by Eden Robinson
His tiny, tightly permed maternal grandmother Anita Moody had never liked him. As far back as Jared could remember, she’d watched him suspiciously with her clear black eyes. She never let him come closer than an arm’s length from her, making him sit on the ratty blue couch while she sat in the kitchen of her small house near the Bella Bella Band Store. Once, when she was chatting with someone, she stopped when she noticed him, tensing as if she expected him to go haywire.
“Wee’git,” she’d say if his parents left them alone. “If you hurt her, I will kill you and bury you where no one can resurrect you. Get, you dirty dog’s arse.”
“I’m Jared,” he’d said.
“Trickster,” she’d said. “You still smell like lightning.”
She was a cuddly grandma with his cousins, sitting them at the kitchen table and giving them popcorn balls, homemade fudge and caramel apples. She knitted mittens with their names embroidered on the back. The last birthday present she’d given him was a jar of blood with little animal teeth rolling around the bottom.
“Fucking cuntosaurus,” his mom had said, snatching it from him. “She doesn’t believe me, does she? No faith. None.”
“Jared, buddy, this isn’t about you,” his dad had said.
“She doesn’t like me,” Jared said.
“She doesn’t mean it,” his dad said.
His mother spat. “Sonny boy, it’s got nothing to do with you and everything to do with what a fuck-up she thinks I am.”
“She’d never hurt you,” his dad said.
“Because I will fuck her up one side and down the other if she lays a single finger on you,” his mom said. “I will fuck her up good.”
When Jared was almost five, his mother decided they should move, so his dad found work at Eurocan, a pulp and paper mill in a town called Kitimat. His mom showed it to him on the map, tracing his finger over the ferry route they were going to take up the Inside Passage. They packed up their townhouse in one weekend, forfeiting their damage deposit. As they were loading the last boxes late in the evening, his grandmother came and stood in front of the moving truck. Jared ducked behind his mother.
“Don’t,” his dad said, grabbing her arm. “Maggie. Think.”
His mom jerked her arm away. His dad lifted Jared and propped him on his hip. His mom got into the driver’s side. She revved the engine. His grandmother stared at his mother, waiting.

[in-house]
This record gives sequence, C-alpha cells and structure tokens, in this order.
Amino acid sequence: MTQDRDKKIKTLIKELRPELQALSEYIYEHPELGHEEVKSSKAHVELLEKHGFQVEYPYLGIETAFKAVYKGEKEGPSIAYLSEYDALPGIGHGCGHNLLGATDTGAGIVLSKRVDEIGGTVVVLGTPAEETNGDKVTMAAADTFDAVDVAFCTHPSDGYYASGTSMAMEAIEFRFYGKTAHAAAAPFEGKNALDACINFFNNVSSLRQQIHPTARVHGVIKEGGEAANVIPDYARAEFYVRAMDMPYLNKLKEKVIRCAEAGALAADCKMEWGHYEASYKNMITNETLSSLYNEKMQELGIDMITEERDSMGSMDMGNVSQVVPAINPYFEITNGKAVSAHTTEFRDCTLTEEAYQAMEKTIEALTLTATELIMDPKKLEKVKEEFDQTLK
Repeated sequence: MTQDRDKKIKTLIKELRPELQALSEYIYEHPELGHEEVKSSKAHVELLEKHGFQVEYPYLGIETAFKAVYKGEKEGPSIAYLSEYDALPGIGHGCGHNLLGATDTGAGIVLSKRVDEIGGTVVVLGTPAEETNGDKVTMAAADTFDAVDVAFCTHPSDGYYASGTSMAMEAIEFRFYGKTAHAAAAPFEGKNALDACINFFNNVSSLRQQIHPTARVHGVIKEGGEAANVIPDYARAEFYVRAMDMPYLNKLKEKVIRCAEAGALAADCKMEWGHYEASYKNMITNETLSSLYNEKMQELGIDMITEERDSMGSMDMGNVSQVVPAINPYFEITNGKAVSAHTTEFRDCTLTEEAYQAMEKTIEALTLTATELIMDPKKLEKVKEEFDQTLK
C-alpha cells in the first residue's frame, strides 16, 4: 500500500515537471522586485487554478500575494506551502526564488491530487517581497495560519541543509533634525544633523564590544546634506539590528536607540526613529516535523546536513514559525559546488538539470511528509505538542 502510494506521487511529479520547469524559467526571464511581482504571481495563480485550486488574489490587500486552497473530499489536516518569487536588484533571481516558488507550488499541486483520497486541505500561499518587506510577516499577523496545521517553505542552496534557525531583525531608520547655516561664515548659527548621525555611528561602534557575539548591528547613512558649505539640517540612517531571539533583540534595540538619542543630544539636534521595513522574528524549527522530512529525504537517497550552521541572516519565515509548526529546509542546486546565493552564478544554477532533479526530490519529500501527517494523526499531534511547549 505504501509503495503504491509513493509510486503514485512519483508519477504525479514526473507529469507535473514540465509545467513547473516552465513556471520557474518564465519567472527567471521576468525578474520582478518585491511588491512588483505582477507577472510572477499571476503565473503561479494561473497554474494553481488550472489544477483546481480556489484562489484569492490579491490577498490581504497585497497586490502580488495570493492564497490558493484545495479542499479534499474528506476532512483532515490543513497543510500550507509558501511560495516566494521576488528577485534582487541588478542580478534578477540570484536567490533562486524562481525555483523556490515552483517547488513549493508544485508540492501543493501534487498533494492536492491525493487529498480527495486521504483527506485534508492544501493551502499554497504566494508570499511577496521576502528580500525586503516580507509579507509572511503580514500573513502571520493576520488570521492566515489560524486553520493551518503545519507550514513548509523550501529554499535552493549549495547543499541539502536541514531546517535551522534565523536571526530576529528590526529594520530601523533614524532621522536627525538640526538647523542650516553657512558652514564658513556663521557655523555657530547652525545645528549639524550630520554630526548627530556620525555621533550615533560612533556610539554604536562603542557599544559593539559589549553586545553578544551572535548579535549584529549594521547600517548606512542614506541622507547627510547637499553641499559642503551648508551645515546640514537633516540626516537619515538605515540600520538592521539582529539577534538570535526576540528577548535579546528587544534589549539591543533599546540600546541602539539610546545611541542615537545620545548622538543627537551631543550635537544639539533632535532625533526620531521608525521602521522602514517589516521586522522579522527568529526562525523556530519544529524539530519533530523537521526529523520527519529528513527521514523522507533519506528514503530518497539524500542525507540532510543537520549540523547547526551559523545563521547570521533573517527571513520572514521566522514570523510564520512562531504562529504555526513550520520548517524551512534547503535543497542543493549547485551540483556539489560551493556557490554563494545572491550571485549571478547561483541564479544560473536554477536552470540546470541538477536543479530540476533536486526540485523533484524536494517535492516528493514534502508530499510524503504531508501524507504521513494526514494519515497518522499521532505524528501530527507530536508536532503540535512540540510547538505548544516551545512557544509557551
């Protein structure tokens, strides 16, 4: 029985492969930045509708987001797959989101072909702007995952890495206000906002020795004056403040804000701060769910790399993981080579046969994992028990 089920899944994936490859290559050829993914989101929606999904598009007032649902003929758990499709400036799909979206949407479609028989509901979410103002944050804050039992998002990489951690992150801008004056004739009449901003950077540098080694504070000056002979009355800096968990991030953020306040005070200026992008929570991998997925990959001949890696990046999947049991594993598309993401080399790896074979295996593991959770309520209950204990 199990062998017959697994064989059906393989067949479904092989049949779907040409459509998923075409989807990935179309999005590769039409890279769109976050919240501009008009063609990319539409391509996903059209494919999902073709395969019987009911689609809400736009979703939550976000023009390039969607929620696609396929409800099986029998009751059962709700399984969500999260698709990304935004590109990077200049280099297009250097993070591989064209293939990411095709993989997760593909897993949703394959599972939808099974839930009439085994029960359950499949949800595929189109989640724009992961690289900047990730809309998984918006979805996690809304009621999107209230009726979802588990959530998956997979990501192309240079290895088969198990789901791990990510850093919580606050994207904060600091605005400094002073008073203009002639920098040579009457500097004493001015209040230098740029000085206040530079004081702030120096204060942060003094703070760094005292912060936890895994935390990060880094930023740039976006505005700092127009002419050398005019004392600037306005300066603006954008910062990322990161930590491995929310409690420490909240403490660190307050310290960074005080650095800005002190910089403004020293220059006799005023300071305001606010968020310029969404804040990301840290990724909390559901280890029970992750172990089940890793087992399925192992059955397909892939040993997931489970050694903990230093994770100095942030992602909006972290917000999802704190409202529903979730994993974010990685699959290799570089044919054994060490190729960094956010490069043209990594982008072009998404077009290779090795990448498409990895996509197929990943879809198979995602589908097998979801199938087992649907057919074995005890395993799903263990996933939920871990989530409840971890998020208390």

“Maggie,” his dad said.
“Momma,” Jared said.
His mom turned the engine off. She got out and went to stand nose to nose with her mother. His dad slid behind the wheel.
“I’ve lost all patience with you, old woman. Don’t push me.”
“Be careful,” his grandmother said. “You know what he did to me. That isn’t your son. It’s the damn Trickster. He’s wearing a human face, but he’s not human.”
“You’re one to talk.”
“Marguerite, listen to me. He’s dangerous.”
“Lay your old-school crap on my boy one more time and I will fuck you up your dry, lifeless ass .”
“I tried,” his grandmother said, backing down, moving to the side of the road to stand in the grass. “You have no ears.”
“Fuck off and stay fucked, cunt.”
His dad placed Jared’s hands on the steering wheel.
“Toot, toot,” his dad said. “Let’s blow this Popsicle stand, Jelly Bean.”
His mom got in the passenger side and slammed her door shut.
“I think you missed a couple of swears, Hon,” his dad said.
She gave him the stink eye. They started off for the ferry terminal. His grandma was a shrinking figure in the side mirror.
His dad stopped at a stop sign, looking both ways even though no one was around. “You should learn some French so you can swear at her some more.”
“Are you taking her side?”
“Lord Almighty, no. Don’t run me over, Mags. Ahhhh.”
She’d slugged his shoulder. Jared rocked with his dad, whose laugh started in his belly, bouncing him against the steering wheel.
‘’I’m just saying Jelly Bean here is going to know the best curse words in kindergarten.”
“Damn . . . tooting right, he will,” his mom said.
Jared hadn’t been on a ferry since he was a baby and he was so excited when he saw it, he bounced up and down, clapping. Driving inside was like being swallowed by a giant whale, like in the stories his babysitter Barbie read to him from the Bible. His dad grabbed a backpack and slung it over his shoulder before tucking Jared under his arm like a football. They crammed into the elevator with other sleepy passengers. His dad sat Jared on his shoulders. His mom rested her head against his dad’s arm.
“It’s okay, Hon,” his dad said.
They found some seats, but Jared whined to go onto the deck and his dad agreed to take him while his mom set up their sleeping bags on the floor. The wind was cold and the ferry gave a toot before pulling away from the terminal. Jared covered his ears until he was sure it was the only toot. The lights sparkled on the black water. The mountains were giant black lumps against the starry sky.
The ferry rounded a point and Jared’s dad lifted him up so he could say goodbye to Bella Bella. The buildings and streets looked different from the ferry. He waved.
“Goodbye to all that,” his dad said.
Excerpted from Son of a Trickster by Eden Robinson. Copyright © 2017 Eden Robinson. Published by Alfred A. Knopf Canada, a division of Penguin Random House Canada Limited. Reproduced by arrangement with the Publisher. All rights reserved.